A meeting called to discuss motorcycle safety, held in a shopping mall restaurant in Waco, Texas, degenerated into an armed battle between biker gangs, leaving 9 dead and 170 (!) arrested. Why?
Apparently it was precipitated by an argument over a parking space, but the feud goes back two years ago when the Cossacks added the word “Texas” at the bottom of its “colors,” that is, the logo that constitutes the patch on their leather jackets. The Bandidos took offense, interpreting the new name of the “Texas Cossacks” to mean that the rival gang was claiming that all of Texas was now its territory. So violence has broken out between the two gangs ever since, culminating in the carnage at Waco. Nine people dead over a word on a piece of cloth.
It started, the police were told, with an argument over a parking space outside a sports pub in a shopping mall.
Another dispute broke out in the bathroom, and it didn’t take long before a battle was underway — knives, clubs, brass knuckles and bullets flying past the familiar facades of Best Buy and Office Depot.
By the time it was over, the parking lot at the Twin Peaks restaurant was strewn with shell casings, puddles of blood, bullet-riddled cars and abandoned motorcycles. Nine people were dead, 18 injured and more than 170 arrested on suspicion of engaging in organized crime. . .The occasion was a publicly scheduled meeting of the Texas Confederation of Clubs and Independents, a grass-roots gathering called to discuss legislative and safety issues, according to William A. Smith, a Dallas-based attorney and biker. “They happen about every other month,” he said, and always unfolded without violence.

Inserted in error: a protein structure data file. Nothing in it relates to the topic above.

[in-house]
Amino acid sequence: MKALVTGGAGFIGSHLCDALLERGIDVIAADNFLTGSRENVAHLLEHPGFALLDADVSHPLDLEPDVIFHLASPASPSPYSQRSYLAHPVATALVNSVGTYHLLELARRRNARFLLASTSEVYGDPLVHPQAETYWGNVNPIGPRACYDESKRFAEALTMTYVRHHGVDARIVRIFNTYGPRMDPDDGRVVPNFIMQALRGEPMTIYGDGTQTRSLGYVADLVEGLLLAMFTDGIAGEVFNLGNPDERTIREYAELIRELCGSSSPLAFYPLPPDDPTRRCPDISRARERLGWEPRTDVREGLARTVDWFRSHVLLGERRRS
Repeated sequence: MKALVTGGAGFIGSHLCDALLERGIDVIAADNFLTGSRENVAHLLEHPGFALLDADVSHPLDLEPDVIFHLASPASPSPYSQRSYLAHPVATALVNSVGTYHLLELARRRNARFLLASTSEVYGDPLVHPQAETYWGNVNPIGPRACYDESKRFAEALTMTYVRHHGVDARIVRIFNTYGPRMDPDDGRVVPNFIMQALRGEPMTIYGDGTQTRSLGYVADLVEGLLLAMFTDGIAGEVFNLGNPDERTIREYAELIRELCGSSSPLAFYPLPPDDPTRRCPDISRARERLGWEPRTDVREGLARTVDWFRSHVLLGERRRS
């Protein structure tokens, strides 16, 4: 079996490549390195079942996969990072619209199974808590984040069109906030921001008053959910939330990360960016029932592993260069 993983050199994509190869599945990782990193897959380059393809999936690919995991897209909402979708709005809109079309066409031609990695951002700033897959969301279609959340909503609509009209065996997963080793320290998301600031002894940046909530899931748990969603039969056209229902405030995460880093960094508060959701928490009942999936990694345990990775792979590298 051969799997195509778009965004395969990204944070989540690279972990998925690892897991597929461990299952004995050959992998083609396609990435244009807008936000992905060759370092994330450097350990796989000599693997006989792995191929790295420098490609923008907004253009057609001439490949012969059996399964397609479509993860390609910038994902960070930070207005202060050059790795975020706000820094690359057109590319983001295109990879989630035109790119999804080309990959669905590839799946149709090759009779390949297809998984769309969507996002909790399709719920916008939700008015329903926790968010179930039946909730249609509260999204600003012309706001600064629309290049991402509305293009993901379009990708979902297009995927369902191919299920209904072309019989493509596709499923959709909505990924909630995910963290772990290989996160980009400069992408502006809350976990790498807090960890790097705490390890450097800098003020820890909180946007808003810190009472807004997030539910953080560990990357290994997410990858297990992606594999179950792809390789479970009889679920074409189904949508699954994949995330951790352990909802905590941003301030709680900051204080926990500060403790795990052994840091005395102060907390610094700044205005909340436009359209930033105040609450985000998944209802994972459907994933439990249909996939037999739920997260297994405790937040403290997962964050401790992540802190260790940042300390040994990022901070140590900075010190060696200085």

The purported dispute involving the Bandidos and the Cossacks had its roots in 2013, said former Bandido leader Edward Winterhalder, who now writes books on motorcycle gangs and consults on television shows. The Cossacks club, which was founded in Texas in 1969, offended the Bandidos when it affixed the word “Texas” to the bottom of its colors, a territory-claiming patch also known as the “bottom rocker,” he said.
The Bandidos swiftly warned the Cossacks to remove the label, Winterhalder said, but the Cossacks refused.
Fistfights escalated to worse violence, including an incident in December 2013 when a Bandido leader was accused of stabbing two Cossacks in Abilene, Texas.
On Sunday, Winterhalder said, the Cossacks and their support club, the Scimitars, arrived at the Twin Peaks restaurant prepared for violence.